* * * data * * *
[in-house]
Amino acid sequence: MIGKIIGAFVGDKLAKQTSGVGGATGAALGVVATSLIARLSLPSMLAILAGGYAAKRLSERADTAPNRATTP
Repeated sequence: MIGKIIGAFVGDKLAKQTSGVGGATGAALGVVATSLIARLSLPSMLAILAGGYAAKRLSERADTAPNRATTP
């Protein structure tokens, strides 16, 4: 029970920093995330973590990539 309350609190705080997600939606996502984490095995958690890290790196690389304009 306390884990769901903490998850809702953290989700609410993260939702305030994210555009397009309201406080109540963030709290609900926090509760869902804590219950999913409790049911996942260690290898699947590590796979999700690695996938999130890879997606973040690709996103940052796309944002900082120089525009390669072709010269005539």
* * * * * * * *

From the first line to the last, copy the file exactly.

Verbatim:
[in-house]
Amino acid sequence: MIGKIIGAFVGDKLAKQTSGVGGATGAALGVVATSLIARLSLPSMLAILAGGYAAKRLSERADTAPNRATTP
Repeated sequence: MIGKIIGAFVGDKLAKQTSGVGGATGAALGVVATSLIARLSLPSMLAILAGGYAAKRLSERADTAPNRATTP
């Protein structure tokens, strides 16, 4: 029970920093995330973590990539 309350609190705080997600939606996502984490095995958690890290790196690389304009 306390884990769901903490998850809702953290989700609410993260939702305030994210555009397009309201406080109540963030709290609900926090509760869902804590219950999913409790049911996942260690290898699947590590796979999700690695996938999130890879997606973040690709996103940052796309944002900082120089525009390669072709010269005539």